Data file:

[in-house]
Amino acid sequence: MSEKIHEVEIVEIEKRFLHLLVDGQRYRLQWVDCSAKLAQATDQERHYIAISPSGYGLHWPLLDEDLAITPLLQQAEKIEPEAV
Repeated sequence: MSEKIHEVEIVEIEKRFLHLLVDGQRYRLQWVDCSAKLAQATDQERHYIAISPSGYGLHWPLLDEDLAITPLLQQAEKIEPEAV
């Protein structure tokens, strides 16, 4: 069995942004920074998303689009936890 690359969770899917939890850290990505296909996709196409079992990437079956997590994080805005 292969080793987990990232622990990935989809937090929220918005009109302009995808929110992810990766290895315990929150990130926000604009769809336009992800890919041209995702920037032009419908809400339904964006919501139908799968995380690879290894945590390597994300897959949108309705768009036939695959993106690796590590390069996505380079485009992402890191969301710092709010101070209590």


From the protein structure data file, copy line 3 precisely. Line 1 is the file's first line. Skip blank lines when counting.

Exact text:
Repeated sequence: MSEKIHEVEIVEIEKRFLHLLVDGQRYRLQWVDCSAKLAQATDQERHYIAISPSGYGLHWPLLDEDLAITPLLQQAEKIEPEAV